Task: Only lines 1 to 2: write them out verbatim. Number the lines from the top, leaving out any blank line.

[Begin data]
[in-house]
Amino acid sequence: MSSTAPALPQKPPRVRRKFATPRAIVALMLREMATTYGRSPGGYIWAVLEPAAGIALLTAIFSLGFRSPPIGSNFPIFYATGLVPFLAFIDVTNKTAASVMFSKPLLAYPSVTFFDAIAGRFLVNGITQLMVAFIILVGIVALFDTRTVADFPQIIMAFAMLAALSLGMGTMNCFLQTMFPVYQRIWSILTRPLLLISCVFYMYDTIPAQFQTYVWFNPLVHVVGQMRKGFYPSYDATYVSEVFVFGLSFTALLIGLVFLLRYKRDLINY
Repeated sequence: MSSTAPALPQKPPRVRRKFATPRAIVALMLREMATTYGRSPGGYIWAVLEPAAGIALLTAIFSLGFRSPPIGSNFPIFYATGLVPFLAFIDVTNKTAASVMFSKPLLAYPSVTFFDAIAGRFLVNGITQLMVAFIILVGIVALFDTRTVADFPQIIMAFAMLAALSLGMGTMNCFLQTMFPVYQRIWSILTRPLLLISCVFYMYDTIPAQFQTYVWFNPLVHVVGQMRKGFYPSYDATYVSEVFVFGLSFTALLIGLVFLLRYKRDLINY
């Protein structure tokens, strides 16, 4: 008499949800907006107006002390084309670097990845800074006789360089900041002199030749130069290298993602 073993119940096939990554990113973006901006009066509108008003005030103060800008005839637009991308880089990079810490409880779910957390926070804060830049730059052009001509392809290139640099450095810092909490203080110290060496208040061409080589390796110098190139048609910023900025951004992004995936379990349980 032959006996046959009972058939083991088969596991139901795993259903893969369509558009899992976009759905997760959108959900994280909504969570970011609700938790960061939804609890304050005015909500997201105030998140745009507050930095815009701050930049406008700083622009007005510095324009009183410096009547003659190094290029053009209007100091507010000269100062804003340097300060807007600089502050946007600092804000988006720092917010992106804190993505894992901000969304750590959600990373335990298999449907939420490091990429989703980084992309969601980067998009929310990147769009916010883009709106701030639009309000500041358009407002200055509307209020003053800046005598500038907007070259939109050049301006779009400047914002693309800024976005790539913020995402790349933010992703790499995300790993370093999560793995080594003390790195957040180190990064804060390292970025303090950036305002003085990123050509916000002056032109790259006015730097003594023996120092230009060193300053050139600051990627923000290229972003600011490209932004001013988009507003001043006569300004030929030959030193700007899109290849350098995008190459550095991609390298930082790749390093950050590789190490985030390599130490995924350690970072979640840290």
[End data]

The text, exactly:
[in-house]
Amino acid sequence: MSSTAPALPQKPPRVRRKFATPRAIVALMLREMATTYGRSPGGYIWAVLEPAAGIALLTAIFSLGFRSPPIGSNFPIFYATGLVPFLAFIDVTNKTAASVMFSKPLLAYPSVTFFDAIAGRFLVNGITQLMVAFIILVGIVALFDTRTVADFPQIIMAFAMLAALSLGMGTMNCFLQTMFPVYQRIWSILTRPLLLISCVFYMYDTIPAQFQTYVWFNPLVHVVGQMRKGFYPSYDATYVSEVFVFGLSFTALLIGLVFLLRYKRDLINY